It will take a while for you to finally hook a fish. The restaurant staff will then weigh your fish, and you can choose whichever cooking style you like on the menu to have your fish served. One kilogram of salmon fish costs around $28, and it would be an additional charge for them to prepare your meal. I highly recommend getting them smoked, because the “sashimi” version did not appeal to me at all. It’s probably because of the species of the salmon. A perfect spot to spend your afternoon! Check out this itinerary for New Zealand’s South Island to help you plan your trip!

Anatoki Salmon Farm on a road trip
Yen fishing for salmon at Anatoki Salmon Farm


Suzy of Suzy Stories:

When visiting the South Island’s largest city of Christchurch, you’ll find you’re in the ideal base for a number of great short road trips around the East Coast. By far one of the best such trips to take is to Akaroa on the Banks Peninsula, just 80km from the city.

Along the 1.5 hour drive, you’ll find winding roads climbing the hills making for a spectacular drive that even the sleepiest of passengers can’t ignore! Along the way, there are a few rest points that are ideal to enjoy the scenery and local area. A break at Birdlings Flat will give you your first glance at the raging waters of the Pacific Ocean – just don’t swim here as the rough tides are pretty strong! Little River is another place to pause on the drive to Akaroa from Christchurch. Along with a cafe and a place to refuel (your only chance before reaching Akaroa), there are some local artists displaying their work at the gallery.

Once you’re among the rolling hills of Banks Peninsula, you absolutely need to pull over at Hilltop Tavern for the first views of Akaroa harbour itself. The aptly named pub is another chance for a break, but at this point, you’re only a 20-minute drive from your destination so pushing on to your final stop might be wise.

If the drive itself isn’t enough to whet your scenic whistle, there is still plenty to see and do on your visit to Akaroa and Banks Peninsula. An area renowned for its outstanding beauty, diverse wildlife, and unique history, it’s a real gem that’s hidden away from the main roads.

Akaroa view from Hilltop Tavern
View of Akaroa from the Hilltop Tavern

The Otago Peninsula

Sinead Camplin of Map Made Memories:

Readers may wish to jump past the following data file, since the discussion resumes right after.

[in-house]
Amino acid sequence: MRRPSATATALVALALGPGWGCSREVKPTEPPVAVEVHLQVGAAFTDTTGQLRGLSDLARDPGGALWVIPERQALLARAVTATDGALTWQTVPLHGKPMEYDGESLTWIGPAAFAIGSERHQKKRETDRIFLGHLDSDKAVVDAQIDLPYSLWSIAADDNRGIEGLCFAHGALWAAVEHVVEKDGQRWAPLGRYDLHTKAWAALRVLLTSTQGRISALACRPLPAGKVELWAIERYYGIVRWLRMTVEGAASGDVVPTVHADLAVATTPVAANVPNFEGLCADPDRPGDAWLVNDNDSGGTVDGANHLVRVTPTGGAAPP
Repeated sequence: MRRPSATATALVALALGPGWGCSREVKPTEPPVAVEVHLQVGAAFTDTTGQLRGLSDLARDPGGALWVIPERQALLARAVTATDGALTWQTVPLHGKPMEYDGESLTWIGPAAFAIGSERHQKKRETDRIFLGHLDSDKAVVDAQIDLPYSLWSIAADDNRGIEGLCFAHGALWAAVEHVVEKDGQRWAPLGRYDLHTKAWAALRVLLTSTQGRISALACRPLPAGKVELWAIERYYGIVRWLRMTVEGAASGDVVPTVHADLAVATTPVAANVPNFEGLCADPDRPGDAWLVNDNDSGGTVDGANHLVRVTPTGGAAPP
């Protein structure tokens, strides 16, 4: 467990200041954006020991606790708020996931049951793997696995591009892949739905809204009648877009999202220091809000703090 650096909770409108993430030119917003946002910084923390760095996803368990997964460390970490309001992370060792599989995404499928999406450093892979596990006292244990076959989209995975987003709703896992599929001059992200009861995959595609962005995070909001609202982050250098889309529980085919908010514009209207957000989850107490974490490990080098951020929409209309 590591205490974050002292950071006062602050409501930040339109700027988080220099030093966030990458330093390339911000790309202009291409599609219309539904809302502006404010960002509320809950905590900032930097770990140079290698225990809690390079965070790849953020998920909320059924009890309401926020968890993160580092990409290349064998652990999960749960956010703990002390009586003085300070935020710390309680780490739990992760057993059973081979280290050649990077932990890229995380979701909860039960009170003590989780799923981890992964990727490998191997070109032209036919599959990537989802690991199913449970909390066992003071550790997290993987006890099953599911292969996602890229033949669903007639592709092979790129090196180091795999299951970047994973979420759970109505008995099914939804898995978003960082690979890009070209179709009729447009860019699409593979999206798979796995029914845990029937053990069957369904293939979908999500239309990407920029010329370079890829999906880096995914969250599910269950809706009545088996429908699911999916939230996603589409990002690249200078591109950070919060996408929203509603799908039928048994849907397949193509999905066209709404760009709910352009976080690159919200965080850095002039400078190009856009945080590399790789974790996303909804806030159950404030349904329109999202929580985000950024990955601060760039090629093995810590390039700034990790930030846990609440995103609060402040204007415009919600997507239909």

There are so many wonderful, scenic routes to choose from for road trips in New Zealand that lesser-known routes are often overlooked. As part of our South Island road trip, we took a detour around the Otago Peninsula following a recommendation to visit the Royal Albatross Centre at Tairaroa Head.

Once on the peninsula, we realised it had lots to offer and we enjoyed iconic New Zealand scenery in peace, devoid of crowds of people or coaches. The Otago Peninsula could be toured in one day but it deserves at least two or three days as you will want to make multiple stops and take advantage of quiet hiking tracks.

Visit the enormous Royal Albatross at their breeding colony and marvel at the birds in flight. The albatross has a wingspan of over 3 metres and it is hard to comprehend just how big these majestic birds are until you see them in flight over the impressive and photogenic nearby cliffs. You may be lucky enough to see endangered Yellow Eyed penguins, the rarest penguins in the world or the more common Little Blue Penguins.

For us, the surprise of the Otago Peninsula was its pristine deserted beaches. Expansive, windswept white sands dotted with thick strands of kelp, the empty beaches were ideal for beachcombing. Wandering along one such beach, we had to make a hasty retreat into the sand dunes as an enormous -and inquisitive – sea lion emerged from the water. Wildlife encounters such as this are rare and we were very fortunate.

Otago peninsula
One of several beaches on the Otago peninsula

The Catlins

Jub of ChurNZ:

The Catlins are located in the southeastern corner of the South Island with a sparse population of both locals and tourists. For tourists travelling New Zealand for a longer period of time (3+ months), they inevitably make it to the area but, given that you can cover the area in 2-3 days, it’s not unreasonable to include on a shorter South Island road trip.

For most, a Catlins road trip is going to consist of the area from Balclutha to Invercargill. Following the coastline, this is a little under 200km of quiet highways where passing cars aren’t a common occurrence, nor are shops. Therefore, if you want gas, fill up when you leave Invercargill or Balclutha, and use the CamperMate app (offline version) to plan the best petrol stop along the way.

There are lots of waterfalls to visit in the Catlins, so put Waipohatu and McLean Falls at the top of your list, and don’t forget to visit Slope Point which is the southernmost point of the South Island. The other must-visit places on your Catlins road trip are Curio Bay, Nugget Point, and Cathedral Caves, all of which you’ll need to think about in advance.

The sunsets at Nugget Point are a photographers dream, so make sure you’re at a campsite nearby if you’d like to make the most of this. The Cathedral Caves can only be accessed at low tide during the summer, so check https://www.cathedralcaves.co.nz/ as you may need to plan your trip around them. And Curio Bay is best enjoyed at sunset when you get a chance to see the rare yellow-eyed penguin arrive back on land.

There are some small rural towns you’ll drive through along the way. Make sure to stop at The Lost Gypsy Gallery in Papatowai, and in Owaka make a short pitstop at the impressive collection of teapots.

If you’re on a budget, buy your groceries in Invercargill or Balclutha, as there are only smaller supermarkets along the route with prices higher than you’ll find elsewhere.

Given the location at the bottom of the South Island, the route, though is driveable in 3-4 hours from point to point, the weather can turn in an instant and driving conditions will be tough. In saying that, you can cover nearly all the Catlins attractions in two days with a bit of planning in advance depending on what you want to prioritise (you may need to do some backtracking).

Waipohatu Falls in the Catlins
Waipohatu Falls

Rambling Feet‘s note: It’s easy to take a detour to Bluff, park up and spend a few days on Stewart Island. Spot wild kiwi birds in backyards and–in the autumn–try the oysters!

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If you’ve been inspired, don’t forget to check out these New Zealand driving tips–and follow the bloggers who have contributed to this piece!